Dear Web Developer(s),
While, as a software developer ourselves, we understand very well that new features are exciting to use and integrate into your work, we ask that you please consider not adopting Google WebComponents in your designs. This is especially important if you are a web developer creating frameworks for websites to use.
With Google WebComponents here we mean the use of CustomElements and Shadow DOM, especially when used in combination, and in dynamically created document structures (e.g. using module loading/unloading and/or slotted elements).
Why is this important?
For several reasons, but primarily because it completely goes against the traditional structure of the web being an open and accessible place that isn't inherently locked down to opaque structures or a single client. WebComponents used "in full" (i.e. dynamically) inherently creates complex web page structures that cannot be saved, archived or even displayed outside of the designated targeted browsers (primarily Google Chrome).
One could even say that this is setting the web up for becoming fully content-controlled.
It also creates problems for any browser that is not Google Chrome or a direct descendant of it (and that includes Mozilla's Firefox, despite being developed by a well-funded corporation), which is basically enforcing a full browser monoculture in the near future if web developers continue to adopt every latest new thing that comes out of the Google web labs in an "implementation-first" fashion, and continue to implement change for the sake of change. Once more, this is doubly-important for frameworks in use by thousands of websites that are at the heart of the Internet economy like on-line stores, bank sites, media sites, etc.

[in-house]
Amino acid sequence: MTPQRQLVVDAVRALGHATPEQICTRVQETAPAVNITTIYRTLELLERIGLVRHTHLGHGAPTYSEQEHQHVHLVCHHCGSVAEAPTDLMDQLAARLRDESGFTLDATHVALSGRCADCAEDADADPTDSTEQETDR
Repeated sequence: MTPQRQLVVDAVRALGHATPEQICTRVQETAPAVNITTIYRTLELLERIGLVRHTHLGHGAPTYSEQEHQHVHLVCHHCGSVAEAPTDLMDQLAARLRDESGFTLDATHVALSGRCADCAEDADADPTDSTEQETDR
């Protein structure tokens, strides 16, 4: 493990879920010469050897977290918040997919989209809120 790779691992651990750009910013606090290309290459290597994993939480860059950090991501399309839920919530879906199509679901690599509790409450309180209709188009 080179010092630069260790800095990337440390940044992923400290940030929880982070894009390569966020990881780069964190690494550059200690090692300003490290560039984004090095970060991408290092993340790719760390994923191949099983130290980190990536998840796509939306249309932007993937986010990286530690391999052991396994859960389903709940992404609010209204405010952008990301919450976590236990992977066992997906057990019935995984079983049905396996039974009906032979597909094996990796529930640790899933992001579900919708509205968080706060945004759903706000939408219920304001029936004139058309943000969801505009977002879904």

Full disclosure: While it is absolutely true that it is in our direct interest that web developers don't use something we are still working on implementing ourselves (considering our limited capacity as a smaller non-profit community, which is likely the same for any other true Open Source/Libre projects out there), the impact of what is outlined above is much more far-reaching than just our own projects; not only is it pushing for a proprietary web that is vendor-locked, it also, as stated, becomes something that will be impossible to archive, save or process.
"But I like the scoped styling I can do"
One of the main reasons people want to use shadow DOM these days is because it allows them to designate CSS styling that only applies to their little corner of the web page it is in (e.g. a widget). The thing is, we already had scoped styling in a much simpler (not script or DOM dependent) way that was actually asked for by web developers like yourself, that was actually standardized, and that got implemented by browsers, but then removed... basically because Chrome didn't implement it (despite resistance from designers) to be replaced with the much more complex Shadow DOM alternative; it would be much more useful to ask for that to be returned to the spec. You can help by getting involved with the requested spec change on WhatWG issue 4508  and/or Mozilla's implementation bug 1542645 .
The big question to framework and web developers
We know that some developers will obviously not be amenable to this request to avoid WebComponents (e.g. I don't expect Angular, developed by Google, or YouTube, owned by Google, to do anything but push these things) but we ask that you please consider this request if you don't have a direct need to actually use them.
To conclude, I'm hoping that you, our web creators, will continue to keep the big picture in mind when it comes to the internet being primarily a public exchange of information, keeping it open and accessible to all with the software your users choose or need to use.
Thanks for listening,
 https://github.com/whatwg/html/issues/552#issuecomment-178107702 and onwards
Pale Moon releases and site news
1 post • Page 1 of 1
"There will be times when the position you advocate, no matter how well framed and supported, will not be accepted by the public simply because you are who you are." -- Merrill Rose